Working with Polymorphism

Using virtual methods and the override keyword, you can implement polymorphism, the capability to determine at runtime which type of object is stored in a variable and to call that object's methods correctly. For example, if you derived Menu from a base class named Window and each of these classes had a different virtual version of the Open method, you could put off until runtime which type of object, Window or Menu, to place in a Window variable. If you put a Window object into a Window variable and called its Open method, Window.Open would be called, but if you placed a Menu object into a Window variable (which is legal since Menu is derived from Window) and called its Open method, Menu.Open would be called.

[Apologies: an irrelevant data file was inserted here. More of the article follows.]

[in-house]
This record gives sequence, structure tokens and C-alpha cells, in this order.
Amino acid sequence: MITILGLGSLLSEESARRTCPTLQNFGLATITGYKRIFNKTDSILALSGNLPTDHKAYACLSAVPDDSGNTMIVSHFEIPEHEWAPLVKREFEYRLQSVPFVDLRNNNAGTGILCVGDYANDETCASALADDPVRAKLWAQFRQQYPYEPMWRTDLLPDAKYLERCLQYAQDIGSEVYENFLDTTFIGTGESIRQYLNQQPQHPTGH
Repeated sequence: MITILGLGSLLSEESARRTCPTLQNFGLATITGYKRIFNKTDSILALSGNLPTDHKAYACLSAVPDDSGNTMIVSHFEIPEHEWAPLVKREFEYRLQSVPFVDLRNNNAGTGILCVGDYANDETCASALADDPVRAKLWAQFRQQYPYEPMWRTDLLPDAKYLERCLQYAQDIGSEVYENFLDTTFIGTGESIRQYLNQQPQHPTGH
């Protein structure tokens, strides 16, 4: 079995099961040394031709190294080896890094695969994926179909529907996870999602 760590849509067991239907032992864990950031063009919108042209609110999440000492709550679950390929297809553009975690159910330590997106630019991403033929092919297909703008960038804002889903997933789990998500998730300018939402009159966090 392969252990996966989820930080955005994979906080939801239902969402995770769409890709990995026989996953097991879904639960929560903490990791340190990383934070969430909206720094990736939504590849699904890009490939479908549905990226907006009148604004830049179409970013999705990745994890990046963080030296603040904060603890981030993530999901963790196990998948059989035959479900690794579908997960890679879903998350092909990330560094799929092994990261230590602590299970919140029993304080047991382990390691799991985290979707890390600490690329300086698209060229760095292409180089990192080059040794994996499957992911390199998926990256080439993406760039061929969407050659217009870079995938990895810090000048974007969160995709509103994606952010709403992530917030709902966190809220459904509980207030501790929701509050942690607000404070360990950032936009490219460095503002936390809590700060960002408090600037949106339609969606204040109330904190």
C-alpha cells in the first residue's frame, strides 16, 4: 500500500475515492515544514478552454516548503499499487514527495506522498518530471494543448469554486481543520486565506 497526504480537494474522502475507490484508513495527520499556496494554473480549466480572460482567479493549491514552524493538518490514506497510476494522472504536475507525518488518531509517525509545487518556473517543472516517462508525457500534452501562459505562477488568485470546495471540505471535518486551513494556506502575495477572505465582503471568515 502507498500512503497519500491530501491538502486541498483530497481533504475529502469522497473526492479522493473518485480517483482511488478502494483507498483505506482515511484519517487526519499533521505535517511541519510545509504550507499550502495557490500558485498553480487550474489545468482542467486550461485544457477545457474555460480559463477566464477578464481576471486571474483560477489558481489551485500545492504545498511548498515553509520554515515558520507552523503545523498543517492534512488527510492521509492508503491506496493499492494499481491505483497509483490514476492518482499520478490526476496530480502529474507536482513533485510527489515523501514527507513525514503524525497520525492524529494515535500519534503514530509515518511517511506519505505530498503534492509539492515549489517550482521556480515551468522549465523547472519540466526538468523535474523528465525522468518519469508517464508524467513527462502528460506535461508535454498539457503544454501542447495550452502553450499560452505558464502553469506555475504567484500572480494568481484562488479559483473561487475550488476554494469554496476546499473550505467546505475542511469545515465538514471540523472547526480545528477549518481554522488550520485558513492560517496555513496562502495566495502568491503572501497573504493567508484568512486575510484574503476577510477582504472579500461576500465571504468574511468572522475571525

In other ...

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